13 DECEMBER 2018
The wellbeing approach revealed at the Half Year Economic and Fiscal Update needs more detail before it can be used to influence policy making, says the New Zealand Taxpayers’ Union.
Taxpayers’ Union Economist Joe Ascroft says “Analysing policies through a wellbeing lens will be incredibly difficult.”
“Wellbeing is different for all New Zealanders. Measuring the value and effect of any impact on wellbeing and assessing how we should trade those outcomes off against economic growth will require a series of complicated subjective value judgments.”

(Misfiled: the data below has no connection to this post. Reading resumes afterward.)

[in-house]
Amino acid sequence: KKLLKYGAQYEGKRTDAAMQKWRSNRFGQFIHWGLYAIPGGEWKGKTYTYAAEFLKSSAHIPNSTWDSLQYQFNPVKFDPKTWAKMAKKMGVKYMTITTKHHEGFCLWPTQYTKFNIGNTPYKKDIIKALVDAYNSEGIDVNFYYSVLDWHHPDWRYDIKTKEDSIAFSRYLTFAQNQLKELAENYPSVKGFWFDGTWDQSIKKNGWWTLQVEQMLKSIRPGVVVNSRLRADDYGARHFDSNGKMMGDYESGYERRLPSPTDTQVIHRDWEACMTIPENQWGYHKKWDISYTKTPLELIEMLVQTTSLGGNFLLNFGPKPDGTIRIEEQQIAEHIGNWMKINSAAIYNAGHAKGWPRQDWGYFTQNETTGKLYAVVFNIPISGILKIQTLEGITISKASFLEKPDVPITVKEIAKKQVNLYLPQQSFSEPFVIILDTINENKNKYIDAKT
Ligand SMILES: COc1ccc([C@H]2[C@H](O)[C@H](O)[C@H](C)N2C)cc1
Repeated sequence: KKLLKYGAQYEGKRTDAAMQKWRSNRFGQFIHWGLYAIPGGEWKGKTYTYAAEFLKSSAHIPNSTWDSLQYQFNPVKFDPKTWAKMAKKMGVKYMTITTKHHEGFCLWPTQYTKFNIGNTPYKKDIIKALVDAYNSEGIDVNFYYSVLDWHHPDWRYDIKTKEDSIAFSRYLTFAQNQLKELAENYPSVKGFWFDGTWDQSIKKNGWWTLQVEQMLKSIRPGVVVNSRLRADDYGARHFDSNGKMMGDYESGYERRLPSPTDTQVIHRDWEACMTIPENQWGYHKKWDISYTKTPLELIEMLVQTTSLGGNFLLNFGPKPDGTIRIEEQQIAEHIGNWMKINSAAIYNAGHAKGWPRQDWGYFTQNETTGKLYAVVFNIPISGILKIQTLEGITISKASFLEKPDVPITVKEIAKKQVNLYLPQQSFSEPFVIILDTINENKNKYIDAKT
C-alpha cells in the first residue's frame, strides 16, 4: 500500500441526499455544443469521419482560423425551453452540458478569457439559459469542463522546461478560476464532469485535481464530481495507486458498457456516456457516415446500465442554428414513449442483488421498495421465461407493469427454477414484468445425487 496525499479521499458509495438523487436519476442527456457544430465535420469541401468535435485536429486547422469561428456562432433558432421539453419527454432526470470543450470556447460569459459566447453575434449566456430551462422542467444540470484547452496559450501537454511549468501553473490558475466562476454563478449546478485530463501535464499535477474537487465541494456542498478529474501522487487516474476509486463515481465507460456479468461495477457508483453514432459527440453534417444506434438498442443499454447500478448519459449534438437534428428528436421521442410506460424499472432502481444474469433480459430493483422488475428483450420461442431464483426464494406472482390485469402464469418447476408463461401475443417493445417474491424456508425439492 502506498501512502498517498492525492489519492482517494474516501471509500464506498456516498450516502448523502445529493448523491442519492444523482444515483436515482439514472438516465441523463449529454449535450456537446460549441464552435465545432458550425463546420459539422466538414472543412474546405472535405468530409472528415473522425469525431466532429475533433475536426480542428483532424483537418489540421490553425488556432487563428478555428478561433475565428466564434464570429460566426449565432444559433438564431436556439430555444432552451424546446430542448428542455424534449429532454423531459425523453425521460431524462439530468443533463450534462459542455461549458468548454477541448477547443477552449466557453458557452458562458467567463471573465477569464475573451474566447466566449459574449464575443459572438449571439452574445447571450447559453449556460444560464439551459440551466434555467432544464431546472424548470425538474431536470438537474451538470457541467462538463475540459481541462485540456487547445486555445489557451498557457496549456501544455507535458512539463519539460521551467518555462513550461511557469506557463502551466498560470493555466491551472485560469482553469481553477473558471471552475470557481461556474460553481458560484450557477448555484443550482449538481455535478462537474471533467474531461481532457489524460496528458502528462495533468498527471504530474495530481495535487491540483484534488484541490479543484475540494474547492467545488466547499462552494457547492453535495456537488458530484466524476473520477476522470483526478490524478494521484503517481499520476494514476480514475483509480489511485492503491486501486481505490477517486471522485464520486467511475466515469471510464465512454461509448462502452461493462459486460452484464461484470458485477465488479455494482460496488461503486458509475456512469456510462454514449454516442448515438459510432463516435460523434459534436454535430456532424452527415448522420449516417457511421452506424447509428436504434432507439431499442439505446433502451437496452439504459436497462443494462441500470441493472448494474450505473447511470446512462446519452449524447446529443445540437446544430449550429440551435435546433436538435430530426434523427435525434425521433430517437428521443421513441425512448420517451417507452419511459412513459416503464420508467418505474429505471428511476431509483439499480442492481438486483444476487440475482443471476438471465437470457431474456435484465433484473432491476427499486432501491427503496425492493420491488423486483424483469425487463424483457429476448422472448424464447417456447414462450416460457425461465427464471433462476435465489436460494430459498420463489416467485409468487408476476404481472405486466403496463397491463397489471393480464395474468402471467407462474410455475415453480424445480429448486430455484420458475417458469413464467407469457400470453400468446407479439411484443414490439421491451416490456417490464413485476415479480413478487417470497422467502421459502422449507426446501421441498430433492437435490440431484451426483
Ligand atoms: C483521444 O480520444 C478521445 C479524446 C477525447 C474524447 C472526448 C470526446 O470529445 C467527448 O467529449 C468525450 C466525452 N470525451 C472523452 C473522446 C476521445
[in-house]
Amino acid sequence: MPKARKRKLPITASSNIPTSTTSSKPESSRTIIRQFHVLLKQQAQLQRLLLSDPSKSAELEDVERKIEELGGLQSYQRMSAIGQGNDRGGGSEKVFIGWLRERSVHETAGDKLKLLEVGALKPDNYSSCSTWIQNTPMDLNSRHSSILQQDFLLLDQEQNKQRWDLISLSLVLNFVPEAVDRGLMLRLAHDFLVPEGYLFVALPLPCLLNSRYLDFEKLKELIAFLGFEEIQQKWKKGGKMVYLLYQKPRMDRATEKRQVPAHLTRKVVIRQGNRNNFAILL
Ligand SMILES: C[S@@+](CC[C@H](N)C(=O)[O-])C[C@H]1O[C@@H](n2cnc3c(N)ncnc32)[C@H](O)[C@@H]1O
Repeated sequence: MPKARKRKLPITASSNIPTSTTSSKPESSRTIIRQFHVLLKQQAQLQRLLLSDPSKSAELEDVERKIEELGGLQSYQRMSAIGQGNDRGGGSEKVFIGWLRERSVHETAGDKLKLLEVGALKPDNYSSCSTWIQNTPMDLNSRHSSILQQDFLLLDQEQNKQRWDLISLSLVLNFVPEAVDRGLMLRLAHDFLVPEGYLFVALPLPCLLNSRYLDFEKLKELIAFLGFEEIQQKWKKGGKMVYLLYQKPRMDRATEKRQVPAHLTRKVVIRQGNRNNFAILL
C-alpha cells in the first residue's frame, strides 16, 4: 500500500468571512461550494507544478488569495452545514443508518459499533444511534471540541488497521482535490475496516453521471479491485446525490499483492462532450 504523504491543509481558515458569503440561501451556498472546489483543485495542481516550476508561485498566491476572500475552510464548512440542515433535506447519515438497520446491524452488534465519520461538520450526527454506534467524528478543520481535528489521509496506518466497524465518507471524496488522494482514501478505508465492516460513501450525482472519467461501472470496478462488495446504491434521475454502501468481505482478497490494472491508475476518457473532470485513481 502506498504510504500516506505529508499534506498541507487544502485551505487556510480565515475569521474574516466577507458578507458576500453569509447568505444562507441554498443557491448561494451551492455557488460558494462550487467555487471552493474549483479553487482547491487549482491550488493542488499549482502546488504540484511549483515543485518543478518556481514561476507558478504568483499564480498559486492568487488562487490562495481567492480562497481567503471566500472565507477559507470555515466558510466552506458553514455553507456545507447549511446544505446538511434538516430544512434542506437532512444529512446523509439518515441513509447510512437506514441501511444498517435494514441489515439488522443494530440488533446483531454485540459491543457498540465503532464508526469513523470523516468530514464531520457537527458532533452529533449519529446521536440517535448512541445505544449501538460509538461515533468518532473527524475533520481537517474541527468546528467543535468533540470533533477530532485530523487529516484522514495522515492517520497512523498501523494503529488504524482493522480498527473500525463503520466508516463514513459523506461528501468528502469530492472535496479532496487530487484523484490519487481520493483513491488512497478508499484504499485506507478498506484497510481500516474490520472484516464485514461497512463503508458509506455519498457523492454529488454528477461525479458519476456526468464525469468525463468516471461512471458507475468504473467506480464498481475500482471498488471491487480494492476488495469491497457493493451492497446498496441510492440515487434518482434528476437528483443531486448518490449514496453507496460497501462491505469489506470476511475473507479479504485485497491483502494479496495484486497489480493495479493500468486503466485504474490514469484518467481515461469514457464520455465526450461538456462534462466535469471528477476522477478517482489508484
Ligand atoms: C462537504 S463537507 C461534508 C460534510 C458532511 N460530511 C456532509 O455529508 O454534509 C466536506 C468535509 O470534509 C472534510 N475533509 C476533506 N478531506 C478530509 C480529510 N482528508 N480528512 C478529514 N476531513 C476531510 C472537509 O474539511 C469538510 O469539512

“The Government has highlighted loneliness as a wellbeing problem, for example. Designing a policy intervention will require the Government to decide how much loneliness matters to different people, the effect of the intervention on loneliness, and any relevant costs to taxpayers and economic growth.”
“Ironically, while the Budget Policy Statement acknowledges that we largely have a healthy environment and good education and healthcare outcomes, our biggest challenge for wellbeing appears to be poor productivity growth.”
“Strengthening productivity growth will require a focus on the economic fundamentals – capital investment, tax rates, and trade growth. Instead of abandoning the fundamentals, the Government should be doubling down on solving long-run productivity growth, which is the major determinant of incomes for all New Zealanders.”